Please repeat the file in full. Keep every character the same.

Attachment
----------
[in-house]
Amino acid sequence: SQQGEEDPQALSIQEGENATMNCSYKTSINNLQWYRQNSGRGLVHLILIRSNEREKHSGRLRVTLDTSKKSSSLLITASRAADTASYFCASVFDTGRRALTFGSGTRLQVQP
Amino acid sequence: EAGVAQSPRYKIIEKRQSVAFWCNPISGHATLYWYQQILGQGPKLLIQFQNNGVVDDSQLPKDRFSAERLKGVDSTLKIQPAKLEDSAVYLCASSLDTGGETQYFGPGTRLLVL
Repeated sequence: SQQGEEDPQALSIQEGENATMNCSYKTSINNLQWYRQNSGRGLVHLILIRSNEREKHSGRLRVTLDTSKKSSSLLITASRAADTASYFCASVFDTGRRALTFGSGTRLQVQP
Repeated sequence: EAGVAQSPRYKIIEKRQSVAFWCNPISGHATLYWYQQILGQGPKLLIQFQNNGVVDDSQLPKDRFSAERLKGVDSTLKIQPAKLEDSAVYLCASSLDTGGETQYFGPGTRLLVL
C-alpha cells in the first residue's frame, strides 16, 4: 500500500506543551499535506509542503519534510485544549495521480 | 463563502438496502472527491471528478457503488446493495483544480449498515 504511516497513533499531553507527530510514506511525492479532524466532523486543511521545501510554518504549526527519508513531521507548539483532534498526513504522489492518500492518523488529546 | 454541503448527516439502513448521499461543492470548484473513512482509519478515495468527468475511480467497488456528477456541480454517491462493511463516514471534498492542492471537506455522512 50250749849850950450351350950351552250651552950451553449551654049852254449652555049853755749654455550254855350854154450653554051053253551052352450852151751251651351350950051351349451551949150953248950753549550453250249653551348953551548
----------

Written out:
[in-house]
Amino acid sequence: SQQGEEDPQALSIQEGENATMNCSYKTSINNLQWYRQNSGRGLVHLILIRSNEREKHSGRLRVTLDTSKKSSSLLITASRAADTASYFCASVFDTGRRALTFGSGTRLQVQP
Amino acid sequence: EAGVAQSPRYKIIEKRQSVAFWCNPISGHATLYWYQQILGQGPKLLIQFQNNGVVDDSQLPKDRFSAERLKGVDSTLKIQPAKLEDSAVYLCASSLDTGGETQYFGPGTRLLVL
Repeated sequence: SQQGEEDPQALSIQEGENATMNCSYKTSINNLQWYRQNSGRGLVHLILIRSNEREKHSGRLRVTLDTSKKSSSLLITASRAADTASYFCASVFDTGRRALTFGSGTRLQVQP
Repeated sequence: EAGVAQSPRYKIIEKRQSVAFWCNPISGHATLYWYQQILGQGPKLLIQFQNNGVVDDSQLPKDRFSAERLKGVDSTLKIQPAKLEDSAVYLCASSLDTGGETQYFGPGTRLLVL
C-alpha cells in the first residue's frame, strides 16, 4: 500500500506543551499535506509542503519534510485544549495521480 | 463563502438496502472527491471528478457503488446493495483544480449498515 504511516497513533499531553507527530510514506511525492479532524466532523486543511521545501510554518504549526527519508513531521507548539483532534498526513504522489492518500492518523488529546 | 454541503448527516439502513448521499461543492470548484473513512482509519478515495468527468475511480467497488456528477456541480454517491462493511463516514471534498492542492471537506455522512 50250749849850950450351350950351552250651552950451553449551654049852254449652555049853755749654455550254855350854154450653554051053253551052352450852151751251651351350950051351349451551949150953248950753549550453250249653551348953551548